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HDL cholesterol

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Abnormal Cholesterol Among the Future Generation

Twenty percent of U.S. children and adolescents have abnormal cholesterol values.

The U.S. Centers for Disease Control reports that between 2011-2014 one in five children and adolescents had at least one abnormal cholesterol measure. The prevalence of these measures was higher in adolescents than children, and in youth with obesity. Obesity may explain a significant number of these abnormal values, but sex differences and genetics must also be considered.

PositiveTip: Cardiovascular risk factors begin in childhood. Make sure you ask your physician to monitor your child's cholesterol levels.

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Lowering Sugar Increases HDL Cholesterol in Youth

Sugar is a modifiable dietary risk factor.

Sugar, sugar, sugar...we all love it in almost everything! High consumption of sugar sweetened beverages, fruit juice, and sweetened teas is associated in children with higher triglyceride levels. Researchers found in a group of 600 young people that as sugary drink consumption decreased over 12 months their HDL (good) cholesterol increased. Reducing just one or more servings per day made a significant difference.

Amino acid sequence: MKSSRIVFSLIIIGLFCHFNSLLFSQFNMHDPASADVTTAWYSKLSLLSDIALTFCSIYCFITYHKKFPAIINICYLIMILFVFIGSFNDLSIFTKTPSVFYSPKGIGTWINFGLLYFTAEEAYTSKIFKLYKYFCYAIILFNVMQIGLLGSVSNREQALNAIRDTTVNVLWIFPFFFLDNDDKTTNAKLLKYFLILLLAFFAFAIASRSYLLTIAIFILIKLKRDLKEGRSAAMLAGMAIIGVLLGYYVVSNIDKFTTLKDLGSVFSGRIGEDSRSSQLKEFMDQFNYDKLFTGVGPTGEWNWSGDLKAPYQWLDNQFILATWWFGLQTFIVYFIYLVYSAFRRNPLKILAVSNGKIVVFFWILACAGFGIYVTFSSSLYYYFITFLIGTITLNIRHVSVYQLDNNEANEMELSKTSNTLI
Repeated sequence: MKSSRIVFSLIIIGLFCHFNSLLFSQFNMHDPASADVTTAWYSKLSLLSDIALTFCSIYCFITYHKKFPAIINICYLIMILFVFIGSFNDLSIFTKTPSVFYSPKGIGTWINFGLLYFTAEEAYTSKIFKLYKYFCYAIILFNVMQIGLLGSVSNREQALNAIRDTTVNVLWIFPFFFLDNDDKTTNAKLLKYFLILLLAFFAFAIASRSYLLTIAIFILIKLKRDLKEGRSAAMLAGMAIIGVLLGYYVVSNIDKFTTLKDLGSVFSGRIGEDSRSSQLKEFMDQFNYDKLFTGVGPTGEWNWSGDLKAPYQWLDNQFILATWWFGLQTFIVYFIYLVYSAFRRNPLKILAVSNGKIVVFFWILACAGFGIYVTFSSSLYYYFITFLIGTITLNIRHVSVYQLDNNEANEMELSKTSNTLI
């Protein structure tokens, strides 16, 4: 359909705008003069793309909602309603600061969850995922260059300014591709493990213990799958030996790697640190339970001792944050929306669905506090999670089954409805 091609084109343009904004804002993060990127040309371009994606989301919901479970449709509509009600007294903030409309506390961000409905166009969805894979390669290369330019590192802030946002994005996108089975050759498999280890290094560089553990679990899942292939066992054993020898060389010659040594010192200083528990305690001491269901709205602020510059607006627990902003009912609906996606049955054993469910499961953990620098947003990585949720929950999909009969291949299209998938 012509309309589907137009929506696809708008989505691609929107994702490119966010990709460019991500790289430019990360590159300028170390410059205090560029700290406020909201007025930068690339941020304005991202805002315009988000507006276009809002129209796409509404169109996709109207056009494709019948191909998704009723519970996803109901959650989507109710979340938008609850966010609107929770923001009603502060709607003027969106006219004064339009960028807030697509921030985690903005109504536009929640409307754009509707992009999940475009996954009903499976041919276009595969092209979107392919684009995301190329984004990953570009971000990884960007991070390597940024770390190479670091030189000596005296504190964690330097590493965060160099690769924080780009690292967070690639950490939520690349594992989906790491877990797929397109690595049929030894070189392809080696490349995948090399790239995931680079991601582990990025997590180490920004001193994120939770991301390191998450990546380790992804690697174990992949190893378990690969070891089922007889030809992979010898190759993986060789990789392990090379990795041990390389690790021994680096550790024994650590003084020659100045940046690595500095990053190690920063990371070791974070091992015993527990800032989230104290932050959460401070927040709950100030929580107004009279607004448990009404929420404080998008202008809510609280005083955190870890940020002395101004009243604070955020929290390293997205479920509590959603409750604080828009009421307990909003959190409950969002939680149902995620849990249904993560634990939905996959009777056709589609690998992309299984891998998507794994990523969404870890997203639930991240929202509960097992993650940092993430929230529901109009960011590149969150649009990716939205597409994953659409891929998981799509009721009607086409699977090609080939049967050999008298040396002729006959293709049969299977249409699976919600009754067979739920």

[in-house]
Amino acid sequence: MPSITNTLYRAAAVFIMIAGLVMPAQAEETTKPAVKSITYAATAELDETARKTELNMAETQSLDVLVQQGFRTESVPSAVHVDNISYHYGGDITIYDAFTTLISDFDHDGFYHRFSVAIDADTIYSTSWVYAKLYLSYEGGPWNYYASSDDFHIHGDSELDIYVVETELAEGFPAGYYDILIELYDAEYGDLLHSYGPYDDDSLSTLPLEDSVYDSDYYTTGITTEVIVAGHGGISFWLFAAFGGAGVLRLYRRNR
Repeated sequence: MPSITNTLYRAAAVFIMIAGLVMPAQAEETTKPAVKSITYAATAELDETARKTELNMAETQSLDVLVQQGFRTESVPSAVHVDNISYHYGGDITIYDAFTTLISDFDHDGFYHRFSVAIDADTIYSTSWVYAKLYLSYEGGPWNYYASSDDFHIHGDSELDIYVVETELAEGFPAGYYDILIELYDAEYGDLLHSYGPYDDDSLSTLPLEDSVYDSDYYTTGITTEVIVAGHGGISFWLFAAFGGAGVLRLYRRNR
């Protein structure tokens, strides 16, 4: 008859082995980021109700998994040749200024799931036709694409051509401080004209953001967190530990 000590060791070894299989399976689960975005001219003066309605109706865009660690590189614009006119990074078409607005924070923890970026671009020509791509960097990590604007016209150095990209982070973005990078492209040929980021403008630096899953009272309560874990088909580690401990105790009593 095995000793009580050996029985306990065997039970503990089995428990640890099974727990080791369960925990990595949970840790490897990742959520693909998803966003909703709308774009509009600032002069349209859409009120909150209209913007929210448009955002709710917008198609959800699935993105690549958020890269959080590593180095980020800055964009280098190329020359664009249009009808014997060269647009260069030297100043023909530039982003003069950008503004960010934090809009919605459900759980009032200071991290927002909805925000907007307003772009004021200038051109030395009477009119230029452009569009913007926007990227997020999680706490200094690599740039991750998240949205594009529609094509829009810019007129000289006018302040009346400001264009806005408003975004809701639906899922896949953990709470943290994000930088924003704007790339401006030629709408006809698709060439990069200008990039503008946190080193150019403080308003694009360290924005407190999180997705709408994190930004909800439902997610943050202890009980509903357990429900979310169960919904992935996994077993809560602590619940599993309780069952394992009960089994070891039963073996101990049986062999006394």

PositiveTip: Replace sugary beverages with the universal zero calorie drink--water!

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The Function of HDL May Be the Key

How much cholesterol can your HDL remove from cells?

We know HDL is the good cholesterol. However, just increasing HDL levels may not lower risk. New evidence suggests "cholesterol efflux"--the ability of the HDL to remove cholesterol from cells may be the key. Researchers followed 2400 people without cardiovascular disease for 9 years. Those with the highest cholesterol efflux, independent of other risks, saw a 67% reduction in cardiovascular risk compared to those with the lowest risk.

PositiveTip: Eat a careful, wholesome diet and get daily physical activity to minimize your risk of heart disease.

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Good Work, Americans!

Good diet, good medicine, and healthy living yield good results.

Researchers at the National Center for Health Statistics found adult Americans have improved their average levels of LDL and non-HDL cholesterol (harmful), along with triglycerides, over the past 20+ years. They also increased the average level of HDL cholesterol (beneficial). A combination of better diet and better medicine may help explain these positive changes. Because improvements were seen in those not taking medications, the authors cautioned against declaring a "statin" victory.

PositiveTip: Let's keep improving our diet by choosing to eat fewer trans fats and less saturated fat and cholesterol.